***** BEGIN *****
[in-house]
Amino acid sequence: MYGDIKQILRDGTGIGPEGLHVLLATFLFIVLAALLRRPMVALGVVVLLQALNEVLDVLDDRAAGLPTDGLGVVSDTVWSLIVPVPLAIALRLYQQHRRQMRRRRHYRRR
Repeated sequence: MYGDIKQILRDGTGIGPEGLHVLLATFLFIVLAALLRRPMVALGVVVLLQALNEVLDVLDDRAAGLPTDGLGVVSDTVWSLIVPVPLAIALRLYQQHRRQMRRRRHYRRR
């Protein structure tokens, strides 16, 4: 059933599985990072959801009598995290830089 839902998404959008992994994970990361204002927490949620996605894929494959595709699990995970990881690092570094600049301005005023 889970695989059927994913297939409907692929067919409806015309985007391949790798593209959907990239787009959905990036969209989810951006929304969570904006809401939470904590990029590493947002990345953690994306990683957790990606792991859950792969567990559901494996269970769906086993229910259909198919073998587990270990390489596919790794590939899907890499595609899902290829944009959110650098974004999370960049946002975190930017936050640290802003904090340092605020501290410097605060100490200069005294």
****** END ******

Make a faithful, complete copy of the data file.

[in-house]
Amino acid sequence: MYGDIKQILRDGTGIGPEGLHVLLATFLFIVLAALLRRPMVALGVVVLLQALNEVLDVLDDRAAGLPTDGLGVVSDTVWSLIVPVPLAIALRLYQQHRRQMRRRRHYRRR
Repeated sequence: MYGDIKQILRDGTGIGPEGLHVLLATFLFIVLAALLRRPMVALGVVVLLQALNEVLDVLDDRAAGLPTDGLGVVSDTVWSLIVPVPLAIALRLYQQHRRQMRRRRHYRRR
């Protein structure tokens, strides 16, 4: 059933599985990072959801009598995290830089 839902998404959008992994994970990361204002927490949620996605894929494959595709699990995970990881690092570094600049301005005023 889970695989059927994913297939409907692929067919409806015309985007391949790798593209959907990239787009959905990036969209989810951006929304969570904006809401939470904590990029590493947002990345953690994306990683957790990606792991859950792969567990559901494996269970769906086993229910259909198919073998587990270990390489596919790794590939899907890499595609899902290829944009959110650098974004999370960049946002975190930017936050640290802003904090340092605020501290410097605060100490200069005294």